4. Pay the Inheritance Tax (where payable); and

5. Swear an Oath for Executors or PR.

The fees to apply for probate are currently £215 for a personal application and £155 where an application is made by a solicitor on your behalf.

The process can be very time consuming and can take months or even years to complete depending on the size and complexity of the estate of the deceased.

If you require assistance with obtaining Grant of Probate or Letters of Administration contact us today for a free consultation.

There is a duty imposed upon Executors under the Administration of Estates Act 1971 to:

  • Collect and get in the real and personal estate of the deceased and administer it according to law;
  • When required to do so by the court, exhibit on oath in the court a full inventory of the estate and when so required render an account of the administration of the estate to the court; and
  • When required to do so by the High Court, deliver up the grant of probate or administration to that court.

Failure to deal with an estate promptly and properly can lead to sanctions from the courts.

Unfortunately as the current system stands, Inheritance Tax (if payable) is required to be paid at the time probate is applied for i.e. before the assets are able to be properly released.

The current threshold for Inheritance Tax is £325,000.

As of 6 April 2017, a ‘Family Home Allowance’ of £100,000 was introduced. The new allowance will increase by £25,000 a year until 2020. Estates over £2million however will have no allowance at all. The Family Home Allowance will only apply if the property is left to a direct descendant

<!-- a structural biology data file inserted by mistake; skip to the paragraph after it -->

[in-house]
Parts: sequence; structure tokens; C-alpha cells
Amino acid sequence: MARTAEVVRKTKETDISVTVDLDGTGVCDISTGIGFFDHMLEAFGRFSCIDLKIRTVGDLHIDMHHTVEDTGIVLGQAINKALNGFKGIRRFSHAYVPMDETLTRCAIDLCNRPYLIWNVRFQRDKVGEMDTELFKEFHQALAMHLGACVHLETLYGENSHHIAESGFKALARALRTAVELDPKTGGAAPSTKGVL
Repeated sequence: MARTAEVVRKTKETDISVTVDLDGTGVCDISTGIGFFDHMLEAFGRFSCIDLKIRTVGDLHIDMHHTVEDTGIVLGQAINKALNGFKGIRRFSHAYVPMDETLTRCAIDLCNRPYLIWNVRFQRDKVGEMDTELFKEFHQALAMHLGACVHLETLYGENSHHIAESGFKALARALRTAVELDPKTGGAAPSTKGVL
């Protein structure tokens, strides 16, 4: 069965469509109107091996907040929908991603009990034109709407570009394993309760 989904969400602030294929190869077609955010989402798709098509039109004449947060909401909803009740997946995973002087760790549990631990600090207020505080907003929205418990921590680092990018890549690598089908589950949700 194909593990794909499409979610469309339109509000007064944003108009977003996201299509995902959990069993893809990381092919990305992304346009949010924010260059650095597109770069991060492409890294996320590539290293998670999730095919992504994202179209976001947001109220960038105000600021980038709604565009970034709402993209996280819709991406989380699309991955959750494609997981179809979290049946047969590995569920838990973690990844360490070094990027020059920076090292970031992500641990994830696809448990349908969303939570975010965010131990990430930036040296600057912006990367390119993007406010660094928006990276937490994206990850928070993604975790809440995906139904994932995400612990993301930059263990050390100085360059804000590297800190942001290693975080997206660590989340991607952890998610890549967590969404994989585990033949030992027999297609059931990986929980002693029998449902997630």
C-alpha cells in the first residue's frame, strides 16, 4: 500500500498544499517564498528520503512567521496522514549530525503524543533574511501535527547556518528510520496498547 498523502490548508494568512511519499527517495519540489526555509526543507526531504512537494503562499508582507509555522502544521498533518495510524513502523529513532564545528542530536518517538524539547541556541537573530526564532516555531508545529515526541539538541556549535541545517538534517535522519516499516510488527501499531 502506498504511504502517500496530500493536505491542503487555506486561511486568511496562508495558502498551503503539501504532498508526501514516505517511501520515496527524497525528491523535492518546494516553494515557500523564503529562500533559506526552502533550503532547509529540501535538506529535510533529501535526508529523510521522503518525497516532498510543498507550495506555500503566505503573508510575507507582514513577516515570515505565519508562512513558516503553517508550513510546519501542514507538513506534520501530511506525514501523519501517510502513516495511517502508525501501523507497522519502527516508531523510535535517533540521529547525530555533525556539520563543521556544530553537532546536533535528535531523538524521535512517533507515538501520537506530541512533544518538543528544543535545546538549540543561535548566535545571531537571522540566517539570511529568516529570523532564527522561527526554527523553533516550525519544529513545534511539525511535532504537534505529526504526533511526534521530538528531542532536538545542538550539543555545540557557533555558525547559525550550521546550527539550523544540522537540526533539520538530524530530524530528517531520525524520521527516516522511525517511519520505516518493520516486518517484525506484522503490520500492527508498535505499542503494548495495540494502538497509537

Tax is due at the end of the sixth month after someone has passed away.

There are a number of exemptions and reliefs available.

1. Transferable Nil Rate Band

The most common used exemption is the ‘Transferable Nil Rate Band’. Where a couple are married or in a civil partnership, the assets passing to the deceased’s spouse/civil partner will be free of inheritance tax (due to “spouse exemption”). Any unused inheritance tax threshold will pass to the surviving spouse/civil partner to utilise on their death. For example, if a husband left everything to his wife in his Will, he will not have utilised any of his £325,000 allowance. On the death of his wife, she will have his unused allowance of £325,000 combined with her own allowance to create a double allowance of £650,000.

2. Potentially Exempt Transfers

You can give assets away during your lifetime. If you survive within 7 years of making that gift, it will not be included within your estate for inheritance tax purposes. If you fail to survive for 7 years, the amount of relief available will ‘taper’ i.e. the longer you survive from making the gift, the lower the tax rate.  To qualify, the gift must either be an outright and unconditional gift or a gift to a vulnerable person’s trust.

3. Annual Exemptions and small gifts

An individual can give £3,000 to another individual without any liability to inheritance tax every year.

4. Business and Agricultural Property